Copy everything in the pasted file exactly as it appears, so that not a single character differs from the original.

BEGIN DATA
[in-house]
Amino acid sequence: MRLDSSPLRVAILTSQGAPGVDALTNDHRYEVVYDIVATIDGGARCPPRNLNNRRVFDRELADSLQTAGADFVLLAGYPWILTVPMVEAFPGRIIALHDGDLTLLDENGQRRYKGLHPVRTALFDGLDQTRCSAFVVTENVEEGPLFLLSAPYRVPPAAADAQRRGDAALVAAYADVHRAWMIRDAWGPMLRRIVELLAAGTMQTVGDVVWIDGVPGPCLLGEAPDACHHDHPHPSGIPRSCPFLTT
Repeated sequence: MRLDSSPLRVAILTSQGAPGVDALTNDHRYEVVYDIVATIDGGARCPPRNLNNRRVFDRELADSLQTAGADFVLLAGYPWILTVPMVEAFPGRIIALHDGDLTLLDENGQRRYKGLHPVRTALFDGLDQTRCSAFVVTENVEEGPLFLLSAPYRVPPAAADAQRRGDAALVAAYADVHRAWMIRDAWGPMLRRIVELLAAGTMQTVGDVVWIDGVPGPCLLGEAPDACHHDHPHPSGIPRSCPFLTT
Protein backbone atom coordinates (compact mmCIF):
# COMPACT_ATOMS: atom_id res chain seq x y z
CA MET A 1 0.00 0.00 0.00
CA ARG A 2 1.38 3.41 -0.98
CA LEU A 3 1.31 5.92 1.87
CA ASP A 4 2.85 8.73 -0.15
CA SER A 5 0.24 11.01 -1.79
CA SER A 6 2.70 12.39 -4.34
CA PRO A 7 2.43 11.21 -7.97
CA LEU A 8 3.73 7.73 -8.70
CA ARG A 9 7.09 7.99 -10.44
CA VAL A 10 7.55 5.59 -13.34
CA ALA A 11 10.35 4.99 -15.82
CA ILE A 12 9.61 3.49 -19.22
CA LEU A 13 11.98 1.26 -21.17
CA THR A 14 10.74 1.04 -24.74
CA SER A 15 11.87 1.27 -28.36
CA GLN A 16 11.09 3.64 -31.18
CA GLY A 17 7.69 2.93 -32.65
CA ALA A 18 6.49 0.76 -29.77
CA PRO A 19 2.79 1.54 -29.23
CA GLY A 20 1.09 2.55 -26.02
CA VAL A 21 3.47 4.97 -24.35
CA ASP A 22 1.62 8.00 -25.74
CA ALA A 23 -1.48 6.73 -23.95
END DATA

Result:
[in-house]
Amino acid sequence: MRLDSSPLRVAILTSQGAPGVDALTNDHRYEVVYDIVATIDGGARCPPRNLNNRRVFDRELADSLQTAGADFVLLAGYPWILTVPMVEAFPGRIIALHDGDLTLLDENGQRRYKGLHPVRTALFDGLDQTRCSAFVVTENVEEGPLFLLSAPYRVPPAAADAQRRGDAALVAAYADVHRAWMIRDAWGPMLRRIVELLAAGTMQTVGDVVWIDGVPGPCLLGEAPDACHHDHPHPSGIPRSCPFLTT
Repeated sequence: MRLDSSPLRVAILTSQGAPGVDALTNDHRYEVVYDIVATIDGGARCPPRNLNNRRVFDRELADSLQTAGADFVLLAGYPWILTVPMVEAFPGRIIALHDGDLTLLDENGQRRYKGLHPVRTALFDGLDQTRCSAFVVTENVEEGPLFLLSAPYRVPPAAADAQRRGDAALVAAYADVHRAWMIRDAWGPMLRRIVELLAAGTMQTVGDVVWIDGVPGPCLLGEAPDACHHDHPHPSGIPRSCPFLTT
Protein backbone atom coordinates (compact mmCIF):
# COMPACT_ATOMS: atom_id res chain seq x y z
CA MET A 1 0.00 0.00 0.00
CA ARG A 2 1.38 3.41 -0.98
CA LEU A 3 1.31 5.92 1.87
CA ASP A 4 2.85 8.73 -0.15
CA SER A 5 0.24 11.01 -1.79
CA SER A 6 2.70 12.39 -4.34
CA PRO A 7 2.43 11.21 -7.97
CA LEU A 8 3.73 7.73 -8.70
CA ARG A 9 7.09 7.99 -10.44
CA VAL A 10 7.55 5.59 -13.34
CA ALA A 11 10.35 4.99 -15.82
CA ILE A 12 9.61 3.49 -19.22
CA LEU A 13 11.98 1.26 -21.17
CA THR A 14 10.74 1.04 -24.74
CA SER A 15 11.87 1.27 -28.36
CA GLN A 16 11.09 3.64 -31.18
CA GLY A 17 7.69 2.93 -32.65
CA ALA A 18 6.49 0.76 -29.77
CA PRO A 19 2.79 1.54 -29.23
CA GLY A 20 1.09 2.55 -26.02
CA VAL A 21 3.47 4.97 -24.35
CA ASP A 22 1.62 8.00 -25.74
CA ALA A 23 -1.48 6.73 -23.95